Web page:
The video above, although not the most comprehensive, explains the crux of the problem. With so many tasks, projects and competing priorities it’s easy to get lost in the thick of the thin. We work diligently to not only develop personal tactics to stay productive but also an environment that focuses on completing those big or important tasks first.
Before 11 a.m. we collectively work to accomplish our most important item(s) for the day. We try to keep it to one thing, but you would be amazed how productive you are if you are not interrupted. Just try it for a week.
Seth Godin recently posted about “Just the good parts“, a trap I think that all too many of us fall in to. The Web is no exception here, it’s great to have an amazing website, but it isn’t something you can make appear overnight or pay a company to produce for you. The quality of your website is a direct reflection of how much time and energy you put into it.
“The very thing you’re seeking only exists because of the whole. We can’t deny the difficult parts, we have no choice but to embrace them.”
~ Seth Godin
Two things happened a few weeks ago that talk to this point directly. The first was that we launched the last of 10 College of Engineering departmental and programs websites as an overall restructure of the College of Engineering Web presence. Secondly, their Associate Director of Marketing and Communications, Kristin Copenhaver, sent out this email to sum up the recent changes to the marketing of the college. The message was great to bring to light some of the great things available to the college but it intended to be brief. It didn’t get into the details about the process and hard work leading up to what seems like logical pieces of the Web.
College of Engineering “then”
College of Engineering “now”
More than skin deep
Looking at the screenshots above you can tell we made a dramatic change in the visual appearance across every engineering website. Before, every department was able to create their own interpretation of what it means to be part of Wayne State University. In theory, this seemed to work great for individual departments because they had the ability to create highly crafted messages. In reality, the Web was not something in which they specialized. The limited department resources were focused on their research, teaching, and education; the website was often the last thing addressed. This isn’t unique to engineering; it is something we see across our campus and across the entire Web.
Dean Farshad Fotouhi identified this situation, allocated funds and hired an Associate Director of Marketing and Communications to work closely with our team to create solutions that worked for each department and the college as a whole. It came down to every engineering department having a cohesive yet unique look, voice and set of values represented online to ensure consistency and success for prospective and current students.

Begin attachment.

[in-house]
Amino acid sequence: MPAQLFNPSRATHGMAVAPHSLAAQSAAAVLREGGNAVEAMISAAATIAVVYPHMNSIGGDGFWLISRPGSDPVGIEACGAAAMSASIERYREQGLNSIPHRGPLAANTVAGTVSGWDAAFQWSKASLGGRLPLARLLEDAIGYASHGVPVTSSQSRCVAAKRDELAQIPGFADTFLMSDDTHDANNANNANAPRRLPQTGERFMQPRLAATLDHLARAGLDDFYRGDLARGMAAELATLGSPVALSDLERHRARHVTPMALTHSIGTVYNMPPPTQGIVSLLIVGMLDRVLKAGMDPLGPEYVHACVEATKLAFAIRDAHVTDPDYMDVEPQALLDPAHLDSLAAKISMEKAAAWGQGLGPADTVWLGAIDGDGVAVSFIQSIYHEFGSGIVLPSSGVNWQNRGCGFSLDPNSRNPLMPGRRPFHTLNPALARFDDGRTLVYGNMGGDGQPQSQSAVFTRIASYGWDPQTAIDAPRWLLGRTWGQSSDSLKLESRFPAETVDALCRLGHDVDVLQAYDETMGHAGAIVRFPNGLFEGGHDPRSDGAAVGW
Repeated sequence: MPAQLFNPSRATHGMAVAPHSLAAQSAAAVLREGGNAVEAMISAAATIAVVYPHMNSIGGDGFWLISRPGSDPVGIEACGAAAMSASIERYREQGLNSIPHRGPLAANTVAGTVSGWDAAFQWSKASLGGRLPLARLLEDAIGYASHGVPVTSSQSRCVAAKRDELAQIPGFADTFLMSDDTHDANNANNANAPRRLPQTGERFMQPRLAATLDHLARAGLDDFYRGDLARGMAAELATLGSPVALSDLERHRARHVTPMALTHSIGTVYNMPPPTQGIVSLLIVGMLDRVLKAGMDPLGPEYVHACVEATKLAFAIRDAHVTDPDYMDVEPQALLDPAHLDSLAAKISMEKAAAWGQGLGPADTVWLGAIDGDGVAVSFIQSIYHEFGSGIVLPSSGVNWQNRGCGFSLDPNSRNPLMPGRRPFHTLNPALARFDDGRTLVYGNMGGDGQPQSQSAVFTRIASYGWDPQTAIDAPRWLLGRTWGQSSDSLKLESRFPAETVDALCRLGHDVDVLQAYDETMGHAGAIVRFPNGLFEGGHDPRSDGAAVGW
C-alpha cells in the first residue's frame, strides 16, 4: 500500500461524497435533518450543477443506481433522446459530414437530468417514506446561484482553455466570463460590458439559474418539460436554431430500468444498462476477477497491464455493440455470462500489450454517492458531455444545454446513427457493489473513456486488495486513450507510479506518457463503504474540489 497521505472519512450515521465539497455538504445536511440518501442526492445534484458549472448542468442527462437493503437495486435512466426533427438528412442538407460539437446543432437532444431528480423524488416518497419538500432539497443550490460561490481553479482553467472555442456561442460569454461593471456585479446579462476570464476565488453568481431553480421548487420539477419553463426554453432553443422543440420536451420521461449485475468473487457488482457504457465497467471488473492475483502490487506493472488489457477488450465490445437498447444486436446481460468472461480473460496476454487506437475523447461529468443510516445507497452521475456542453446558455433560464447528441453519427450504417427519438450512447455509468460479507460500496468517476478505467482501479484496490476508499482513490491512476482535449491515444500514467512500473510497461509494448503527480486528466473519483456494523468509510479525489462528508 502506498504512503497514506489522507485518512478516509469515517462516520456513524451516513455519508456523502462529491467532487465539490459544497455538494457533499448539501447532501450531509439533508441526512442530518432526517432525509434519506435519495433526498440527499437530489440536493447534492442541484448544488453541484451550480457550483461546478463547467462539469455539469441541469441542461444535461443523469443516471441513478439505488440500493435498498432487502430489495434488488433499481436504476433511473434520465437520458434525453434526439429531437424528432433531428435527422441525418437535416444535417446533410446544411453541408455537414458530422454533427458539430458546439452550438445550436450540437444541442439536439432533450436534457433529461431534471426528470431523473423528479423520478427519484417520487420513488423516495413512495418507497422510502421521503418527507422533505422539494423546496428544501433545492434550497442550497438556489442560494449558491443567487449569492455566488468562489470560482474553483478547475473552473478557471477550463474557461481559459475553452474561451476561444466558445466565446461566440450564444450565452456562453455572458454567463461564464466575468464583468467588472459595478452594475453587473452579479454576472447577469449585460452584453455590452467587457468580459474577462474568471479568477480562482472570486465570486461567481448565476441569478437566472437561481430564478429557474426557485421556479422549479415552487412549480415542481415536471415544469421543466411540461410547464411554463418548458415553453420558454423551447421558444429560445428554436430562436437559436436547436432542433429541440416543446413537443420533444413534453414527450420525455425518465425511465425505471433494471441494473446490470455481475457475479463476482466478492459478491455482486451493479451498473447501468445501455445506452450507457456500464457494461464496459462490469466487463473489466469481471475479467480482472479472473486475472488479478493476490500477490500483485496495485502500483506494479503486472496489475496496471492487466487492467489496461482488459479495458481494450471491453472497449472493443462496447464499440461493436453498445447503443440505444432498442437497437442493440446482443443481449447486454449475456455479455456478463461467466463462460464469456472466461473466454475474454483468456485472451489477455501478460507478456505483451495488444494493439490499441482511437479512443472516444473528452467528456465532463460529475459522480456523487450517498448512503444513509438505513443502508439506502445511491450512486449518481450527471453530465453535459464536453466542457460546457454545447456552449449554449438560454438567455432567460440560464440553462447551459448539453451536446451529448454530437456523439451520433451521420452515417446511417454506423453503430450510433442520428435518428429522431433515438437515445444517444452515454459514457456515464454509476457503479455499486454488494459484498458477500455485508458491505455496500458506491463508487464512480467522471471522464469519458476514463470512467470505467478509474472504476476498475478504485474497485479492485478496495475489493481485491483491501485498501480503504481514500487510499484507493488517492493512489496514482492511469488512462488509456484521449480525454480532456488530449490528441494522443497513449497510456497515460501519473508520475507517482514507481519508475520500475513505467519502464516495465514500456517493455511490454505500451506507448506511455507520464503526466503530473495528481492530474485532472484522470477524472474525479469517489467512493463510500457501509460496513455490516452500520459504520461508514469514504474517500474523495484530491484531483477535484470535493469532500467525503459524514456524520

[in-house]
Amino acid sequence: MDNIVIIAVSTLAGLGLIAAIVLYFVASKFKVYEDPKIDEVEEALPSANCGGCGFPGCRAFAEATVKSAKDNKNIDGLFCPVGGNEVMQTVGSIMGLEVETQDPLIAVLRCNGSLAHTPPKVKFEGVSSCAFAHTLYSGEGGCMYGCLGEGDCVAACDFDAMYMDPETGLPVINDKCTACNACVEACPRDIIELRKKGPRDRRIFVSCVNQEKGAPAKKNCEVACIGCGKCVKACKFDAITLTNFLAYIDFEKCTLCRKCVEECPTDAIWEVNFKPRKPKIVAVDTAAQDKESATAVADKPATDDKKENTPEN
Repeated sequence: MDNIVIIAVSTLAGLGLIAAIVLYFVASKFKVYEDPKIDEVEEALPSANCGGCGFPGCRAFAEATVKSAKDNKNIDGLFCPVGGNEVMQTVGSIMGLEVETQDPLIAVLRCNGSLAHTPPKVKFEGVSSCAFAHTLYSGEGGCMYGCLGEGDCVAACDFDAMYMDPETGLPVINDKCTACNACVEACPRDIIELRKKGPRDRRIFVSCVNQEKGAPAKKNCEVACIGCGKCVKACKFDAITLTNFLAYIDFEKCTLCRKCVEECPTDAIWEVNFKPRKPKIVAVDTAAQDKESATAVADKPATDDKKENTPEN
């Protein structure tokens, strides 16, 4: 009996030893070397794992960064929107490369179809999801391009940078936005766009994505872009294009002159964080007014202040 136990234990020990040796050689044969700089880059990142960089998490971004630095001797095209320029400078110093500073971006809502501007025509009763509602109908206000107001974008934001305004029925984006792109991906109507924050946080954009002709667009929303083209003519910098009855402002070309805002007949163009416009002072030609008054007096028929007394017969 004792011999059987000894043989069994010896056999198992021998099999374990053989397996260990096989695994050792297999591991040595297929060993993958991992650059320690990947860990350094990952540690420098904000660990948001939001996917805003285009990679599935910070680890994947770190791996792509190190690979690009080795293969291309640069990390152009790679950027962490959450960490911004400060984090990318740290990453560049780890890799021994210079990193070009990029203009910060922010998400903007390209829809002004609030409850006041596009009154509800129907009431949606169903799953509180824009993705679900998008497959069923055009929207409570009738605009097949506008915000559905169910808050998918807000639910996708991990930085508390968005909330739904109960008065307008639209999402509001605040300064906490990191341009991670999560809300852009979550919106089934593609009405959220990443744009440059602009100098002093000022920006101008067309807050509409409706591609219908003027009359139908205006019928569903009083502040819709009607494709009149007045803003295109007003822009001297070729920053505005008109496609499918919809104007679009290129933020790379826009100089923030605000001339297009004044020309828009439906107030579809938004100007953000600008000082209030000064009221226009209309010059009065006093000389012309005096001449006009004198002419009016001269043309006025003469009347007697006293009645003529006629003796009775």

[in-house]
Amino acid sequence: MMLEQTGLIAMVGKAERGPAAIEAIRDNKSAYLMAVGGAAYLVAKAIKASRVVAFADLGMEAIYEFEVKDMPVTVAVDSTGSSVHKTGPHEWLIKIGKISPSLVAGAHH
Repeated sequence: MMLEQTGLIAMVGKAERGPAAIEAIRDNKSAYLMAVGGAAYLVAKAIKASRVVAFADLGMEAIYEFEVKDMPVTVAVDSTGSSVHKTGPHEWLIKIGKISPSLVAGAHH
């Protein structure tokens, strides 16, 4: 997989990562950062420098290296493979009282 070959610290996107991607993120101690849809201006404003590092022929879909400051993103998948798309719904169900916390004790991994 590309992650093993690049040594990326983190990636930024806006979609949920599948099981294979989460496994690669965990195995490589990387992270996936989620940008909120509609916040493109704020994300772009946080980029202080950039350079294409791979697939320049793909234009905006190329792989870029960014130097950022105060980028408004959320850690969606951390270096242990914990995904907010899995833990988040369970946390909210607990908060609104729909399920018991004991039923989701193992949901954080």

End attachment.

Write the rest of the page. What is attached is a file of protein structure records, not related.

The project overall took on a life of its own but we broke it down in to multiple parts and stages, and had a very consistent routine to starting, migrating and launching every department, alumni, student organization, and other websites, to ensure its success.
This is just a sample of what went into the project as a whole (this doesn’t include daily maintenance and post launch updates):
- Project Scope: 39 websites, 8 email newsletters, 12 email templates, multiple digital signage templates, internal tools, and more
- 550+ Web Communications staff hours
- 45+ hours of meetings with College of Engineering
- 2 homepage revisions after initial launch
- 1,700 pages on the new site (compared to 5,000+ on the previous)
- 75 unique “templates” across the entire website
- 8 new tools created in the CMS to accomplish goals that are now available to everyone
- 30,000+ of Web visitors per month
- 50,000+ email interactions
Below is some insight into where the 550+ hours of Web Communications staff time was spent. The bulk was spent on transitioning content, this is moving the content from the old website into the new. I want to clarify this is not just a copy-and-paste task. It means evaluating and editing every single page, ensuring it’s up to date and possibly splitting it up, removing it, or combining it with other areas across the entire website. This takes dedicated time between the college and Web Communications. We talked daily with Kristin and met every Friday to track progress, ask questions and create a plan for us during the next week. These meetings were grueling but this is exactly a direct reflection of the focused time spent that resulted in a successful website. Simply put, without the talent from the college putting in the hard work, this website redesign would never have been a success.
Tools that make a communication strategy work
- College website
- Departmental websites
- The ability to share news/events/promotions between them all with a click
- Faculty Profiles with In the News, Publications, Books, etc.
- Spotlight on Faculty, Students, Alumni
- College HTML email template
- College email newsletter
- Departmental email newsletters
- Faculty experts list
- Social media with support behind the content
- An analytics package focused on objectives and goals
- A key employee focused on doing the hard work it takes to bring an entire college together to speak in a single voice to the public
Overview of the Engineering Web content workflow
View the new College of Engineering website at http://engineering.wayne.edu/
“For the things we have to learn before we can do them, we learn by doing them.”